Studies in rodents have demonstrated the importance of cytochrome P450 monooxygenases in generating reactive metabolites that produce Clara cell injury. Pulmonary P450 activities in rodents are much higher than those in primates, raising the issue of relevance of rodent data to primates. Few studies on P450-catalyzed activation of cytotoxicants in subcompartments of primate lung have been reported. Accordingly, infant monkey airway subcompartments, including trachea, proximal, midlevel, distal airways, and parenchyma, were incubated with naphthalene or 1-nitronaphthalene to define metabolism at both high (500 μM) and low (50 μM) substrate concentrations. There was a relatively even distribution of metabolizing activities for naphthalene across subcompartments, but at high concentrations of 1-nitronaphthalene, lower airways (midlevel airway through parenchyma) showed higher bioactivation than upper airways. Dihydrodiol was the predominant water-soluble metabolite of naphthalene generated by all subcompartments, whereas covalently bound metabolites accounted for the greatest percentage of 1-nitronaphthalene metabolites, especially in lower airways. As anticipated, the amounts of metabolite covalently bound as a percentage of total metabolite formed increased dramatically with the 10-fold increase in substrate concentration. With both substrates, the formation of water-soluble metabolites was approximately 100 times less than observed previously in rodents. We conclude that 1) there are significant quantitative differences between rhesus and rodents in substrate bioactivation; 2) the distribution of metabolizing activities for naphthalene but not 1-nitronaphthalene is significantly different for rodents and primates; and 3) a very high percentage of the metabolites generated, particularly for 1-nitronaphthalene, is bound covalently to cellular proteins.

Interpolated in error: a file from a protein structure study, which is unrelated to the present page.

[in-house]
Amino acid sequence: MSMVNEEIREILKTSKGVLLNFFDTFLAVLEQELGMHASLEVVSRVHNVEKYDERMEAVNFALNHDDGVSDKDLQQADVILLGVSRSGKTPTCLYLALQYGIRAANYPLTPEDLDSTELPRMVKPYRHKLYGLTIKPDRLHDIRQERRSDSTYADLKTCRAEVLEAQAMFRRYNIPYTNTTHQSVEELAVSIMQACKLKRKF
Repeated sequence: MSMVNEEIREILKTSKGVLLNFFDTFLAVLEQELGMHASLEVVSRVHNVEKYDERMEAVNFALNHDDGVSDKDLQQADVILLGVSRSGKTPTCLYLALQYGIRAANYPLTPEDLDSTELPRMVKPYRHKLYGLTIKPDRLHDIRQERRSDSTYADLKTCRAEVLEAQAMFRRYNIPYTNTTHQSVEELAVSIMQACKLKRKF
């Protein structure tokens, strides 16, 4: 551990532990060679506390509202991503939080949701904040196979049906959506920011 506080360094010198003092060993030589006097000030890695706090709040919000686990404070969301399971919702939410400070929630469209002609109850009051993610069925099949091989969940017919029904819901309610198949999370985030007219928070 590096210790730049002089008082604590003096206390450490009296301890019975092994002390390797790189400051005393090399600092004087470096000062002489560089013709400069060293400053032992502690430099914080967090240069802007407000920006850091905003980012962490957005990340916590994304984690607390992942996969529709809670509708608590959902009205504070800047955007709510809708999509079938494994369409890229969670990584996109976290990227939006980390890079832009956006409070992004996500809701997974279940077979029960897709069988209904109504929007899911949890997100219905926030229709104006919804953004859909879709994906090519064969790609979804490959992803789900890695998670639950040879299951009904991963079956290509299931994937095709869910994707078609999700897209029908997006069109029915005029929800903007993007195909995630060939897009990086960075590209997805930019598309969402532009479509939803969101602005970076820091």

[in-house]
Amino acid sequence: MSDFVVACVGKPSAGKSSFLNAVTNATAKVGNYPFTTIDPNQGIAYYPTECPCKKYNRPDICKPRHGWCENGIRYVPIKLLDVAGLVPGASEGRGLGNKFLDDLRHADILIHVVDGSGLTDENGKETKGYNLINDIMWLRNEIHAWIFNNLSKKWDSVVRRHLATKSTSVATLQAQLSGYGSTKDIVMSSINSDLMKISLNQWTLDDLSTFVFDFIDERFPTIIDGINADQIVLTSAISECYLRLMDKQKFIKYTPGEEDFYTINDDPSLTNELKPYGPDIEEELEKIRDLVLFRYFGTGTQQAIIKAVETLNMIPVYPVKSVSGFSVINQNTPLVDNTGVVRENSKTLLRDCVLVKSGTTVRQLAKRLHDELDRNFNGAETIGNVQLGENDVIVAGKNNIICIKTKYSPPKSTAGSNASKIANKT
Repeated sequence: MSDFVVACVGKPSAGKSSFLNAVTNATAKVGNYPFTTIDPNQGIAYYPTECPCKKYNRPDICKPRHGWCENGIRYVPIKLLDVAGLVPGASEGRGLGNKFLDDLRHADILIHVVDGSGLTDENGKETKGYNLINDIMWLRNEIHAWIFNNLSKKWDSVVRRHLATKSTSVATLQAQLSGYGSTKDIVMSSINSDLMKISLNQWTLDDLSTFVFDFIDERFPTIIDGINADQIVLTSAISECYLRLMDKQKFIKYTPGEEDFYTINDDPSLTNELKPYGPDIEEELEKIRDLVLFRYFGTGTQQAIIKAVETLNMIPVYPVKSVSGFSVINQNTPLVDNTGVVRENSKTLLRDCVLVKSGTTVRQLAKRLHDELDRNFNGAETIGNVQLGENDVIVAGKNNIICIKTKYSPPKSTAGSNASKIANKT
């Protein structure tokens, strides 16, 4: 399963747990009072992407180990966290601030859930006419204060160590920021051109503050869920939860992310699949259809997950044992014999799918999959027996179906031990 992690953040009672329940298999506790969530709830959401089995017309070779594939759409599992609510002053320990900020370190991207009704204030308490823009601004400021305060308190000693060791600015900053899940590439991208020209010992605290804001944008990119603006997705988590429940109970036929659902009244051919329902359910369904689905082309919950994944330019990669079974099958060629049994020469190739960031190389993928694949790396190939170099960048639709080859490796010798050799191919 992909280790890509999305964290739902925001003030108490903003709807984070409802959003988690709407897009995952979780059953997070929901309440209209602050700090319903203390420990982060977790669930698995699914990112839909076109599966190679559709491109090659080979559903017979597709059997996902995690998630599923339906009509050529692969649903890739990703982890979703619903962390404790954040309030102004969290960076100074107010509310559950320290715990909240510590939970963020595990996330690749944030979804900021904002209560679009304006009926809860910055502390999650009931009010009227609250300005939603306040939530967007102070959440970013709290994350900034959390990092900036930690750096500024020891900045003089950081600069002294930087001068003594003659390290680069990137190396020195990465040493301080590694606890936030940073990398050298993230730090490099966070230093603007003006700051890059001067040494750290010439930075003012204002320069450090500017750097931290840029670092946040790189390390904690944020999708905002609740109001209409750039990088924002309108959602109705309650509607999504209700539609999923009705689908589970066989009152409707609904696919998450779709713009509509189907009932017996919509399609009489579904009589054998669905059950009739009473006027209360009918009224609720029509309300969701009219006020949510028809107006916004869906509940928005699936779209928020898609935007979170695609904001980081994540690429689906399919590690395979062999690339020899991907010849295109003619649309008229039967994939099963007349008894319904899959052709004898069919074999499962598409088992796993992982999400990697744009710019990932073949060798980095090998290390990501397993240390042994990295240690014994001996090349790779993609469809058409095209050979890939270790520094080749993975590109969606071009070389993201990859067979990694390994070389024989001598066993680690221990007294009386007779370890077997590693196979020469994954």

|Original language||English (US)|
|Number of pages||9|
|Journal||Journal of Pharmacology and Experimental Therapeutics|
|State||Published - Aug 2004|
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